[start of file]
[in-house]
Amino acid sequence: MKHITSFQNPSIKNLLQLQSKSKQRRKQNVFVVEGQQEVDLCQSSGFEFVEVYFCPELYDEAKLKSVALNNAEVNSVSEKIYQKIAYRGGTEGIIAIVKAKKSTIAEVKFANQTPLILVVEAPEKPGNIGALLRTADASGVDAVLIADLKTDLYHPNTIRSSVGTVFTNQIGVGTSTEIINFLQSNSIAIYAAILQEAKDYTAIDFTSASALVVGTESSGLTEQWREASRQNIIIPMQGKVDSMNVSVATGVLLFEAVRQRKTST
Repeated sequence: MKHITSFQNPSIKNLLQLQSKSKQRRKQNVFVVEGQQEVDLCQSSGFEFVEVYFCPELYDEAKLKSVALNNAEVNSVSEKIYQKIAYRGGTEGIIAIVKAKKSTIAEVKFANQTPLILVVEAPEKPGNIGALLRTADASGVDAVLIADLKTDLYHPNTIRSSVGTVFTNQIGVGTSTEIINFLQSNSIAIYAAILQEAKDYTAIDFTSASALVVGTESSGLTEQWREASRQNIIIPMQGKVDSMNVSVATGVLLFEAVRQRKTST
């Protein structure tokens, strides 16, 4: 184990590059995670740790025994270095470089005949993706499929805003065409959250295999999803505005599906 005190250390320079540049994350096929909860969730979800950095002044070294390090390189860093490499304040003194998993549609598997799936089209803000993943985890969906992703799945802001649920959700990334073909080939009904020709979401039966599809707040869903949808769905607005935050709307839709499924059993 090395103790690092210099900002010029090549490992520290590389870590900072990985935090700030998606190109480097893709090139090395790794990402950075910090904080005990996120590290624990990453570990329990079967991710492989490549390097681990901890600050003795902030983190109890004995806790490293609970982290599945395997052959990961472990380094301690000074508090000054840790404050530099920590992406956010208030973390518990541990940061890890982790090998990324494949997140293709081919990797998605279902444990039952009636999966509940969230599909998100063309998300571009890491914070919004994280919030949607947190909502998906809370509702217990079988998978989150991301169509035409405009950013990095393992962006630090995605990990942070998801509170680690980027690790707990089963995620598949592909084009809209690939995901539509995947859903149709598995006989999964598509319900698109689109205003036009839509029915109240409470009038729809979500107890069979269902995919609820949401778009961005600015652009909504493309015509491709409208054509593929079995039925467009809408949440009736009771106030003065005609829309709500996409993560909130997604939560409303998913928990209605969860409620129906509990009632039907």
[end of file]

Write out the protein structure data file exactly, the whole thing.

[in-house]
Amino acid sequence: MKHITSFQNPSIKNLLQLQSKSKQRRKQNVFVVEGQQEVDLCQSSGFEFVEVYFCPELYDEAKLKSVALNNAEVNSVSEKIYQKIAYRGGTEGIIAIVKAKKSTIAEVKFANQTPLILVVEAPEKPGNIGALLRTADASGVDAVLIADLKTDLYHPNTIRSSVGTVFTNQIGVGTSTEIINFLQSNSIAIYAAILQEAKDYTAIDFTSASALVVGTESSGLTEQWREASRQNIIIPMQGKVDSMNVSVATGVLLFEAVRQRKTST
Repeated sequence: MKHITSFQNPSIKNLLQLQSKSKQRRKQNVFVVEGQQEVDLCQSSGFEFVEVYFCPELYDEAKLKSVALNNAEVNSVSEKIYQKIAYRGGTEGIIAIVKAKKSTIAEVKFANQTPLILVVEAPEKPGNIGALLRTADASGVDAVLIADLKTDLYHPNTIRSSVGTVFTNQIGVGTSTEIINFLQSNSIAIYAAILQEAKDYTAIDFTSASALVVGTESSGLTEQWREASRQNIIIPMQGKVDSMNVSVATGVLLFEAVRQRKTST
């Protein structure tokens, strides 16, 4: 184990590059995670740790025994270095470089005949993706499929805003065409959250295999999803505005599906 005190250390320079540049994350096929909860969730979800950095002044070294390090390189860093490499304040003194998993549609598997799936089209803000993943985890969906992703799945802001649920959700990334073909080939009904020709979401039966599809707040869903949808769905607005935050709307839709499924059993 090395103790690092210099900002010029090549490992520290590389870590900072990985935090700030998606190109480097893709090139090395790794990402950075910090904080005990996120590290624990990453570990329990079967991710492989490549390097681990901890600050003795902030983190109890004995806790490293609970982290599945395997052959990961472990380094301690000074508090000054840790404050530099920590992406956010208030973390518990541990940061890890982790090998990324494949997140293709081919990797998605279902444990039952009636999966509940969230599909998100063309998300571009890491914070919004994280919030949607947190909502998906809370509702217990079988998978989150991301169509035409405009950013990095393992962006630090995605990990942070998801509170680690980027690790707990089963995620598949592909084009809209690939995901539509995947859903149709598995006989999964598509319900698109689109205003036009839509029915109240409470009038729809979500107890069979269902995919609820949401778009961005600015652009909504493309015509491709409208054509593929079995039925467009809408949440009736009771106030003065005609829309709500996409993560909130997604939560409303998913928990209605969860409620129906509990009632039907």